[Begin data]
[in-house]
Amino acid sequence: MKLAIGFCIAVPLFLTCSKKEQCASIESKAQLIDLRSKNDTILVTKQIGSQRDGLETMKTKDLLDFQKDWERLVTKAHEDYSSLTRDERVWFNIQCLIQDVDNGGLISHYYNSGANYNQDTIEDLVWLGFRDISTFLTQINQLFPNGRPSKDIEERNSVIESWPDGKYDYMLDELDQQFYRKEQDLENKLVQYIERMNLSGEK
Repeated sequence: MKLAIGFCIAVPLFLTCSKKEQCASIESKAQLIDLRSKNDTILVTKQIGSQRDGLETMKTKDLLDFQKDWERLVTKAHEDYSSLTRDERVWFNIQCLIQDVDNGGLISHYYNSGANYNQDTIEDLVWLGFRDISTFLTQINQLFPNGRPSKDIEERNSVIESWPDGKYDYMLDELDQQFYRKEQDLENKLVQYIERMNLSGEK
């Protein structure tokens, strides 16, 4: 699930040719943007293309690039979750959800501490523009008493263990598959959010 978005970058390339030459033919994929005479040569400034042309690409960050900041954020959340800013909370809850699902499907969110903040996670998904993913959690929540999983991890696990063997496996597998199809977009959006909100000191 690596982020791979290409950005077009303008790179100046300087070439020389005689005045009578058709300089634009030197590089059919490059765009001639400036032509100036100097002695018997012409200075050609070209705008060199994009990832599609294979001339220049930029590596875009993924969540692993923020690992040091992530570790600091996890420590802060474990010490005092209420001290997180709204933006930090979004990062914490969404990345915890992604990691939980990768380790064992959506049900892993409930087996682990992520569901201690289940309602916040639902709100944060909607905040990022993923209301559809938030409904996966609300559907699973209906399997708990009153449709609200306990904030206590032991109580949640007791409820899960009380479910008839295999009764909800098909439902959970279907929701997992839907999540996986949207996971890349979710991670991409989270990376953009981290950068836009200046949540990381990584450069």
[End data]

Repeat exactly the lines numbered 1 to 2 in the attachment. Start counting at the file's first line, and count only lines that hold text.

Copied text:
[in-house]
Amino acid sequence: MKLAIGFCIAVPLFLTCSKKEQCASIESKAQLIDLRSKNDTILVTKQIGSQRDGLETMKTKDLLDFQKDWERLVTKAHEDYSSLTRDERVWFNIQCLIQDVDNGGLISHYYNSGANYNQDTIEDLVWLGFRDISTFLTQINQLFPNGRPSKDIEERNSVIESWPDGKYDYMLDELDQQFYRKEQDLENKLVQYIERMNLSGEK